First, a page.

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Silicon Angle | BY Maria Deutscher
Tuesday | March 20, 2018

Google Inc. and FogHorn Systems Inc., an “internet of things” analytics startup backed by General Electric Co., today announced a new partnership that aims to help companies better harness the the data they collect from their connected devices.

The alliance will center on the search giant’s Cloud IoT Core offering. Launched last month, the service enables enterprises to centrally manage their connected devices and analyze the data they generate.

As part the collaboration with FogHorn, Google will integrate Cloud IoT Core with the startup’s flagship Lightning analytics platform. The move is aimed at letting cloud customers better process important sensory measurements too urgent to be sent across the network to one of the search giant’s data centers. Thanks to the integration, companies are set to gain the ability to process such information onsite for faster results.

A plant operator, for example, could harness FogHorn’s Lightning to look for problem indicators in sensory data generated by production equipment. The fact that information doesn’t have to be transmitted to a remote location can enable engineers to pick up malfunctions faster. Plus, it lowers the dependence on having a steady internet connection, which in turn reduces the risk of outages.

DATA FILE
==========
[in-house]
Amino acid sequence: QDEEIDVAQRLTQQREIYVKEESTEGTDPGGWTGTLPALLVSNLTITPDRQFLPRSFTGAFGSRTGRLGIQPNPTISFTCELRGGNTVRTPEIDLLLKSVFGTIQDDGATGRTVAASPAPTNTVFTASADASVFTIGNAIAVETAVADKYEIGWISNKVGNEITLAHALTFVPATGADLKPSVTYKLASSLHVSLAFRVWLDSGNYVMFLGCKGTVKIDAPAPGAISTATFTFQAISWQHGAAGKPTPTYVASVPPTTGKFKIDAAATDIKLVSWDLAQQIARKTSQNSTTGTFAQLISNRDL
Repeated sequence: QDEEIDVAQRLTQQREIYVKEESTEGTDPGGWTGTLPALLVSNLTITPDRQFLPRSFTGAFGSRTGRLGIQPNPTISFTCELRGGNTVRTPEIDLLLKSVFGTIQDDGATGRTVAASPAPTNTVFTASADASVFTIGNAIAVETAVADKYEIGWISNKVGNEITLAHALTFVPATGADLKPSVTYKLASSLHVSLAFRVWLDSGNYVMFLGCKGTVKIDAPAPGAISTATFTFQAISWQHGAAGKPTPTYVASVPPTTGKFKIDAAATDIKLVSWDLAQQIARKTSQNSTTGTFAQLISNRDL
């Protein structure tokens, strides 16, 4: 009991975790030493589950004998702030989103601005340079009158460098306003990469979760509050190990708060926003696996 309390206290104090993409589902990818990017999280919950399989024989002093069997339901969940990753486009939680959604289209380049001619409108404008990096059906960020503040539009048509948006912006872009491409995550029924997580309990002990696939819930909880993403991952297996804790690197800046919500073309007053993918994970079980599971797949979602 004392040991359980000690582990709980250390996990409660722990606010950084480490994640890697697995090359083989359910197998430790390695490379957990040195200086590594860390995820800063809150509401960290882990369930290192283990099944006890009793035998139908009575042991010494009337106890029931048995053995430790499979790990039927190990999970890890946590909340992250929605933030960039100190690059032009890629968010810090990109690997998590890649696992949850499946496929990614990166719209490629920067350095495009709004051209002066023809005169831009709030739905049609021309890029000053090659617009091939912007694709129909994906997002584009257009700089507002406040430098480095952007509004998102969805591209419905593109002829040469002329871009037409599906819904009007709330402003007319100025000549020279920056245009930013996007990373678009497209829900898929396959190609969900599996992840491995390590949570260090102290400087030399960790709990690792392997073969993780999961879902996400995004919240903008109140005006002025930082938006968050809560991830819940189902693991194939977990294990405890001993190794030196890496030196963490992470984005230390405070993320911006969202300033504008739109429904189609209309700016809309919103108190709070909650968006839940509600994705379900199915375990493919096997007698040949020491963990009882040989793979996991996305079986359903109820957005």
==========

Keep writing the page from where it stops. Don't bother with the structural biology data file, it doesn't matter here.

Manufacturing is just one of several areas where Google and FogHorn see the integration coming handy. The companies also listed the smart building, renewable energy, mining and utility sectors among the areas industries where it could be applied.

What enables Lightning to support such a wide range of use cases is a “highly miniaturized complex event processing event” capable of running on a broad spectrum of industrial devices. Lightning also includes an artificial intelligence component that lets companies use machine learning models to find patterns in records as they’re ingested.

Partnering with outside providers such as FogHorn enables Google to fill gaps in its feature set faster than if it were to develop them from scratch in-house. This is the same reason why the company recently teamed up with another startup, Appthority Inc., to help companies protect employees’ Android devices from malicious applications that may slip by Google Play’s native detection mechanisms.


Read the original article on Silicon Angle here.